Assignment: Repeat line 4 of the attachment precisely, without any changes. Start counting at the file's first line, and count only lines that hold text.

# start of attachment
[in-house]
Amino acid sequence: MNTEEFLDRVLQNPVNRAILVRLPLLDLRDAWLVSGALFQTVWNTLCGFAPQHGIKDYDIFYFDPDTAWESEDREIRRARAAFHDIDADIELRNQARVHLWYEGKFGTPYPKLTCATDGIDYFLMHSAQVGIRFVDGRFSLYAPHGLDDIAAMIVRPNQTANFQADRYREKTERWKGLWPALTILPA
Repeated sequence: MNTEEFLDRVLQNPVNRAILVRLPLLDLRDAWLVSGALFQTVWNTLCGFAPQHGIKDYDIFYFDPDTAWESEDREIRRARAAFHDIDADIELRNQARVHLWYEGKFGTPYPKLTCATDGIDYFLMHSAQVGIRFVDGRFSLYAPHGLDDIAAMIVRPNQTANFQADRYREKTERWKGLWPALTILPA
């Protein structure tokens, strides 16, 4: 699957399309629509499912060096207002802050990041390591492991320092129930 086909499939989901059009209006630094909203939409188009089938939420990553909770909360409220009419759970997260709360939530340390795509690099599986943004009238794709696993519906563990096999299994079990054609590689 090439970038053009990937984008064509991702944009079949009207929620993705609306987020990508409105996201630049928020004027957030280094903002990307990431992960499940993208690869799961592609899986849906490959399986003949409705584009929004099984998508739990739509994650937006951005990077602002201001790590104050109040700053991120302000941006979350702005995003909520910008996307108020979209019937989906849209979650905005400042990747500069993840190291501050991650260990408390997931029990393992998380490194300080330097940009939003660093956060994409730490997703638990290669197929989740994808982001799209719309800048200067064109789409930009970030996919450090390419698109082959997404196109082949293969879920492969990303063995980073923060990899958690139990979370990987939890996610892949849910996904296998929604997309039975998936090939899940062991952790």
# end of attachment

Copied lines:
């Protein structure tokens, strides 16, 4: 699957399309629509499912060096207002802050990041390591492991320092129930 086909499939989901059009209006630094909203939409188009089938939420990553909770909360409220009419759970997260709360939530340390795509690099599986943004009238794709696993519906563990096999299994079990054609590689 090439970038053009990937984008064509991702944009079949009207929620993705609306987020990508409105996201630049928020004027957030280094903002990307990431992960499940993208690869799961592609899986849906490959399986003949409705584009929004099984998508739990739509994650937006951005990077602002201001790590104050109040700053991120302000941006979350702005995003909520910008996307108020979209019937989906849209979650905005400042990747500069993840190291501050991650260990408390997931029990393992998380490194300080330097940009939003660093956060994409730490997703638990290669197929989740994808982001799209719309800048200067064109789409930009970030996919450090390419698109082959997404196109082949293969879920492969990303063995980073923060990899958690139990979370990987939890996610892949849910996904296998929604997309039975998936090939899940062991952790």